On the practical side we either sold or gave away most things. One family kindly took us for a night to a spa hotel in the mountains which was a real refreshment when our home became very primitive (i.e. no chairs, tables or bed!). It also reminded us that there are places of solitude and quiet in Japan! Our last few days in Nagano were enjoyably spent in our landlady’s home…May 10th, the day of our departure, came. Tears were shed. It had been one of the hardest times of our lives but these thoughts were lost in an overwhelming sense of God’s grace. Left to ourselves we’d have left prematurely. He had taken us through the difficulties and given the strength to persevere when all seemed lost. We were able to leave with a sense that God’s hand would continue to be on what we had been initiating. Japanese were becoming more involved which had long been our prayer. We know not when or if we can visit these distant shores again but we do know that we have left a part of our lives there. It seems that in God’s work our hearts often seem to be broken only to be mended and enlarged again. —Extract from letter to friends Sept 1994.

Our next steps after leaving were uncertain. Initial plan was to return to Europe. Then probably settle in either of our home countries, Sweden or the UK. Flying in to London in the spring of 1994 felt a little strange. We had got used to crowded living. It sounds strange now but flying from Tokyo to London seemed like being transported to a rural idyll. So much less traffic and far fewer crowds of people. From the air at least there seemed plenty green fields. So much space! It definitely felt less stressed. 

On our initial return we were part of a 10 day leadership course held by our organisation. It took place in West Watch, a country house on the outskirts of London. There were 11 of us, a comfortable number. Most participants we knew from previous times on MV Logos, India and Europe. A very welcome time of renewing friendships, spiritual refreshment and learning. It was just what we needed – a kind of buffer as we reoriented back to the west.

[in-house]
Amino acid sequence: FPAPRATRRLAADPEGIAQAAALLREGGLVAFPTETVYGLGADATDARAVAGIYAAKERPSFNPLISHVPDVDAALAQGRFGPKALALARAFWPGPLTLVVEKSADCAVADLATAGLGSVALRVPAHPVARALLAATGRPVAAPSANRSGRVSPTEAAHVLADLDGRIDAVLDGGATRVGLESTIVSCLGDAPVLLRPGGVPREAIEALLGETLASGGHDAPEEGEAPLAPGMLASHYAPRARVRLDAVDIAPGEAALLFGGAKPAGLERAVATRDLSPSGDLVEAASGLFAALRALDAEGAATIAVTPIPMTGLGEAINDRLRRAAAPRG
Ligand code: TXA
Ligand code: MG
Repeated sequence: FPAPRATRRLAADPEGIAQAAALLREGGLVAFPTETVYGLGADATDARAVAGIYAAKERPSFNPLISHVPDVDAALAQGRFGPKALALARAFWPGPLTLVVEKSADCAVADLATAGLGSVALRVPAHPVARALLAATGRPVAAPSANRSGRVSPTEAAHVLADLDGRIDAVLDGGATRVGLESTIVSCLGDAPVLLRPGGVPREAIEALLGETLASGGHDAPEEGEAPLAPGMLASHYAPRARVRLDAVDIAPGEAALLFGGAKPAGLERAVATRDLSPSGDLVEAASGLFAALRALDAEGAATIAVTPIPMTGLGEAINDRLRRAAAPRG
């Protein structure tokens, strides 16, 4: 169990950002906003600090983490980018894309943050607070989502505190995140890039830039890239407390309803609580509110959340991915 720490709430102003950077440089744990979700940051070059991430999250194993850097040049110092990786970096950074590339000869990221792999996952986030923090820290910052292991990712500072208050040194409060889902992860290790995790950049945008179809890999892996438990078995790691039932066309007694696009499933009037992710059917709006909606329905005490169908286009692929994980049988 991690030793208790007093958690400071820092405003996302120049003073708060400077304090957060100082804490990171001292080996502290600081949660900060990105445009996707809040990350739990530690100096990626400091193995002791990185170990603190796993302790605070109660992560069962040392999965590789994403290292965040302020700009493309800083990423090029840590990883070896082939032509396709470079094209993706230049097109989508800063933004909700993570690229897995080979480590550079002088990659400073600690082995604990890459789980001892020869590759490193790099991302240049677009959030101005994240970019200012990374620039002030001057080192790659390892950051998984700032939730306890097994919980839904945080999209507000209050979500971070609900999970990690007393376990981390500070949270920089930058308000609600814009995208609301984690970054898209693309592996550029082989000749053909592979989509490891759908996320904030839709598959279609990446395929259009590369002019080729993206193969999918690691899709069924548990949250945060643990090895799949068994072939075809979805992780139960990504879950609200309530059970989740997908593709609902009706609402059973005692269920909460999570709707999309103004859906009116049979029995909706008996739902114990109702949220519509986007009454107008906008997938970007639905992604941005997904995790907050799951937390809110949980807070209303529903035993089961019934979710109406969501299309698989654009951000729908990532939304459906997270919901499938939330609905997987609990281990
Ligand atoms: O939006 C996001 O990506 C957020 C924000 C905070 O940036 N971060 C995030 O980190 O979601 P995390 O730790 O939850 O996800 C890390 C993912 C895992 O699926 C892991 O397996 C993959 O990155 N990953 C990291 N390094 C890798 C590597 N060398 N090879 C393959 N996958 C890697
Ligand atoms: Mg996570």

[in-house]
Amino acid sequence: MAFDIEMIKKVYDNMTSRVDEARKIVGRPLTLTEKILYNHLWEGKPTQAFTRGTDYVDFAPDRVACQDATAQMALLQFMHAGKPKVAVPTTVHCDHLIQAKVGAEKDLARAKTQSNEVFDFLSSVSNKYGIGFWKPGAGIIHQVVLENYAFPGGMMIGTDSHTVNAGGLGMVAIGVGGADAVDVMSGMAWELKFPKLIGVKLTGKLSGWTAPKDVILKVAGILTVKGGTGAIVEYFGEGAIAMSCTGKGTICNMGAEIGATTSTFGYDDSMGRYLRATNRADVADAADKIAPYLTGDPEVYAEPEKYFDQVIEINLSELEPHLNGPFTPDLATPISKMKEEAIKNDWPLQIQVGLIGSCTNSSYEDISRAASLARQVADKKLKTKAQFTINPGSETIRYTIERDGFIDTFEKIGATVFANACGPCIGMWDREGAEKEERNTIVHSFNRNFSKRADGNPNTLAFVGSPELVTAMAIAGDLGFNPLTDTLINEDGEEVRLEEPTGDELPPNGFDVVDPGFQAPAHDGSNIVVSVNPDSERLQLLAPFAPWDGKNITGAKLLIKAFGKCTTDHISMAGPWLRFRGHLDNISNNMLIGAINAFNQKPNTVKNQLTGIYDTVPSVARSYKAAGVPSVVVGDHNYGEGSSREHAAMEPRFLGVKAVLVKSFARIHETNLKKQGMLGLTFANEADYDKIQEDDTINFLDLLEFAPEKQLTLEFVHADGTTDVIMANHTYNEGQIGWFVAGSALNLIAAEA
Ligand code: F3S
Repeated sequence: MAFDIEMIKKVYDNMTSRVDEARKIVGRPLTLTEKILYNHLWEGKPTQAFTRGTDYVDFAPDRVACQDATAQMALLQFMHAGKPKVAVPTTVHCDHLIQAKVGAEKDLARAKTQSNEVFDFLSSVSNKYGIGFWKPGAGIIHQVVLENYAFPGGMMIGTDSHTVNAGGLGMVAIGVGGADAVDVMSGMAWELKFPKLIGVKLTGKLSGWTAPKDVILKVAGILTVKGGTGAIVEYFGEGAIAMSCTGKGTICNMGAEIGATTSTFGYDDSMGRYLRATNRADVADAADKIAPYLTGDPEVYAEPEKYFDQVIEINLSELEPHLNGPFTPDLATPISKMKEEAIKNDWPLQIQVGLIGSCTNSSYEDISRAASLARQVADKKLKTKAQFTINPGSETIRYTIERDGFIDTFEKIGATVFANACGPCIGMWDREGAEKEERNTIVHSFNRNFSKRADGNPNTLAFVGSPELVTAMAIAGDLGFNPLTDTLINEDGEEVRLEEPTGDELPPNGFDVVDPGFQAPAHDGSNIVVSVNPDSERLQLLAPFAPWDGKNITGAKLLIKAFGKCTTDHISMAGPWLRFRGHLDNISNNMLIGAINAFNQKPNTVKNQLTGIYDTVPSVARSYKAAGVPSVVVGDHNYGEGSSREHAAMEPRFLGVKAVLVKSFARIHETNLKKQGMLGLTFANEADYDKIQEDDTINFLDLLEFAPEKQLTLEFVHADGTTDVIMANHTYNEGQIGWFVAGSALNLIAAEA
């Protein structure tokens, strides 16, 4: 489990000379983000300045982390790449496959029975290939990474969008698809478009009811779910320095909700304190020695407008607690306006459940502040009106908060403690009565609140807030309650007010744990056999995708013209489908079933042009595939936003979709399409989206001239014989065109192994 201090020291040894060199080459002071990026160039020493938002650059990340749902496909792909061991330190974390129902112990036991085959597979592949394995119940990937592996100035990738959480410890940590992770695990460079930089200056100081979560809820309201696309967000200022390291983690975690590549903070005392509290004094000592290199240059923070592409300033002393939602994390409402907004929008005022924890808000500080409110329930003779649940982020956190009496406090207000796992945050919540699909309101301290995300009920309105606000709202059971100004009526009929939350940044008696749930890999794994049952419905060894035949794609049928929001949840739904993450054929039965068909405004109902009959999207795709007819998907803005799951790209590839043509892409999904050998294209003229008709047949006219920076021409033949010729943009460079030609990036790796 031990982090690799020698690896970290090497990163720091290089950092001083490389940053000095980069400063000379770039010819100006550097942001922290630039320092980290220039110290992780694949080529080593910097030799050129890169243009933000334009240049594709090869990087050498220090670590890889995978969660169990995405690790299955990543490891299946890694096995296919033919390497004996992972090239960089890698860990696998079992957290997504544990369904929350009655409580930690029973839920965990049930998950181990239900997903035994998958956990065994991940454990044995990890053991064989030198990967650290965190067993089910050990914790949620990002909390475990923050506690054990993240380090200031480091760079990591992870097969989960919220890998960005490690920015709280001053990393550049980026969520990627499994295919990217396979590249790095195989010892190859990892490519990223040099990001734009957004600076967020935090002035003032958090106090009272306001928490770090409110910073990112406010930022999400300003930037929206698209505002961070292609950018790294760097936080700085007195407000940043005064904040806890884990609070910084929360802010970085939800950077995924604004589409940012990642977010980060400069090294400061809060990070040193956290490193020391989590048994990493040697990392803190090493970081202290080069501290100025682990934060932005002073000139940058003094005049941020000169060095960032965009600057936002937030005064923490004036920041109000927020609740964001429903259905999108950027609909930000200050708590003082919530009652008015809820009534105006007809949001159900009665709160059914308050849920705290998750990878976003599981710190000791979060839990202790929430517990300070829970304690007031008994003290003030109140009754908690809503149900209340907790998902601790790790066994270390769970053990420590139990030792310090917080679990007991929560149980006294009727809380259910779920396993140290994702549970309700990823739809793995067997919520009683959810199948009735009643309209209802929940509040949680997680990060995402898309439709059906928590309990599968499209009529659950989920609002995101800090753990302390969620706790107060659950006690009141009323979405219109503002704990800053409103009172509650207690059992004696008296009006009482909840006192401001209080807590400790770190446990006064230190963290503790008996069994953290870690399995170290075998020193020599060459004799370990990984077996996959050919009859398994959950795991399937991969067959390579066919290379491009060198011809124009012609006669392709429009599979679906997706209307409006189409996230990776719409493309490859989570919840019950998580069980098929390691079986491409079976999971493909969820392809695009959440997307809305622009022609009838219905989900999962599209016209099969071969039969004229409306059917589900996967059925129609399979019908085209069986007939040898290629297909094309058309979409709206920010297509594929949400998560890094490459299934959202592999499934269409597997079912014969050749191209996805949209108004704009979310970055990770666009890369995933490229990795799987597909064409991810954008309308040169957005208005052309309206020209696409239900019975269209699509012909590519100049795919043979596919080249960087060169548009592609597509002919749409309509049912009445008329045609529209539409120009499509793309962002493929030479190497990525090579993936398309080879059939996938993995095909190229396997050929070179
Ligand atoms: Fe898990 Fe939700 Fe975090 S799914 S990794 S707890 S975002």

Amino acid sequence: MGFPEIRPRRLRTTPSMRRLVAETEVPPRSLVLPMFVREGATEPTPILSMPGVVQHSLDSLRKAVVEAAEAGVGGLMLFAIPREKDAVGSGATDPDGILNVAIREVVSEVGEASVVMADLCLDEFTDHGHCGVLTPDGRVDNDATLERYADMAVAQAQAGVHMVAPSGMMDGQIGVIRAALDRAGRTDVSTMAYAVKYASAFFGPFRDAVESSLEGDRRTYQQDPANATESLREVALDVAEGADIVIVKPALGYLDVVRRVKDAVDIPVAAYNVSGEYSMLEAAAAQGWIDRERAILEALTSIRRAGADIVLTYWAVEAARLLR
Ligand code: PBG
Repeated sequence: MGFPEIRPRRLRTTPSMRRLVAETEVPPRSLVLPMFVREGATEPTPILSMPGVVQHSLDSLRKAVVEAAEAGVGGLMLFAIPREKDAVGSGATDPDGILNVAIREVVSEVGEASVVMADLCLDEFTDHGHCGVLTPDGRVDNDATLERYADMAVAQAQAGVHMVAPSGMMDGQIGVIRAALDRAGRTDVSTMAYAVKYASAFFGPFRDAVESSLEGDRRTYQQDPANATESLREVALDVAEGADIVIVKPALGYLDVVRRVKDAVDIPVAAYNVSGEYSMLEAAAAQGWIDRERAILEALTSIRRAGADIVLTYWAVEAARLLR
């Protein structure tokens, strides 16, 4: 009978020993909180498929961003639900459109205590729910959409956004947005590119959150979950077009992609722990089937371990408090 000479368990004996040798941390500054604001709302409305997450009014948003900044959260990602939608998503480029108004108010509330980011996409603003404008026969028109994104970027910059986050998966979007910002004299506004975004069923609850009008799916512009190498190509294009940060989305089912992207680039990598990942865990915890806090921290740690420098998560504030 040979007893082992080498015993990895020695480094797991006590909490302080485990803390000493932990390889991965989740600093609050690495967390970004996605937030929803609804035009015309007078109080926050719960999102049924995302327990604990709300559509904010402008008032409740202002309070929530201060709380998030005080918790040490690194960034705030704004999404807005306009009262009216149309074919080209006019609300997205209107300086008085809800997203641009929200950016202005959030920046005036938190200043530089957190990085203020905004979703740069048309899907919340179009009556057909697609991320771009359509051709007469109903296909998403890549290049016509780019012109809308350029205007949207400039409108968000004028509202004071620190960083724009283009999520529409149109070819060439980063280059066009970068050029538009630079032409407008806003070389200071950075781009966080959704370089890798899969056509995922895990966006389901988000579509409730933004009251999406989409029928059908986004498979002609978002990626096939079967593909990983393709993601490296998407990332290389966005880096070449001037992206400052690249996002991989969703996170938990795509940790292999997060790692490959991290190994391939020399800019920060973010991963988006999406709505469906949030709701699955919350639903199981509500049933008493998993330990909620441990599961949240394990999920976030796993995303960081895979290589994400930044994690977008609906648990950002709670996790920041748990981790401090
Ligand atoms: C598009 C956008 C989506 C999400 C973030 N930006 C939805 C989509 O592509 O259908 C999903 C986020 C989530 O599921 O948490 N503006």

We then spent the summer of ‘94 with each of our families in Sweden and the UK. All the time wondering what our next steps would be. Changing environment was nothing new but was still not easy. It was one thing as a single person to live a somewhat itinerant lifestyle. To sustain that as a couple was different

My 17 years with OM had taken me to live and work in about 70 countries. The last ten of those years was as a married couple. When we left Japan my wife and I had lived in 8 homes on 3 continents. We had experienced many blessings. Absolutely no regrets. However as the Bible says ‘there is a time for everything**’. We needed some stability. Moving home as well as adjusting to a new country or culture takes up much energy. Maybe it was our time to be more settled. 

In September we attended OM’s annual conference looking for fresh direction and inspiration. None came. Sometimes doors close. There were several possibilities within our organisation (at one point 12!) but none seemed right. We took it as a signal to step into a new time of life.

Sometimes the way ahead is not clear

In one sense this was saying goodbye to a way of life we had become accustomed to. Also it was a farewell to many colleagues around the world we had come to know over the years. However in another way our commom faith in Jesus’ promises meant there would be no permanent goodbyes. Bonds formed through working together for a common purpose would remain. A precious hope that transcends time and our life circumstances. 

So in the autumn of 1994 we moved to Scotland. We had no direction as to what to do next or where to live. An uncertain, difficult time. For the first time in 5 months we stayed on our own for 2 weeks, house sitting for a couple on holiday.

It was around then that a couple we were friends with got in touch. They had been supporting us in our work with OM. He was a trustee with Prison Fellowship Scotland. Would I be interested in working with prisoners, ex-offenders and their families? Wow, that certainly came as a bolt from the blue. Up till then I had virtually no experience of this kind of work. My initial reaction was no. I was still emotionally attached to OM. However after a short time realised that this was the next step. Another friend arranged for a flat we could initially stay in. It was the beginning of a new chapter in life, work and home for both of us. Maybe the subject of a future blog.

** Ecclesiastes 3 verse 1a

Strangers and Pilgrims – Coming Home

For some weeks in 1979 I visited what was then Western Samoa in the South Pacific. An independent state it became known in 1997 simply as Samoa. Not to be confused with the American territory of American Samoa which lay to the south east! W. Samoa consists mainly of two inhabited islands in the midst of a vast ocean. I first visited on my own and was doing the job of ‘line up’, preparing for the visit of the ship MV Logos. See ‘line up’ tag links if interested to know more. Before going I had been given the name of one man that would introduce me to people who could help me with accommodation and contacts. Problem was that I only had the name and no address or phone number. This was before the days of mobile phones and social media so it wasn’t clear how I would find him. On arrival at the airport in the capital Apia I decided to take the airport bus which made a tour of the island’s hotels dropping people off. Money was very tight so was a bit anxious about taking a hotel but couldn’t think of any other plan. Anyhow got off at I think the last hotel on the route and went to reception to book a room for the night. While signing the visitors book whose name should I see but the one contact I was looking for. His room was next door to mine! What an answer to my prayers.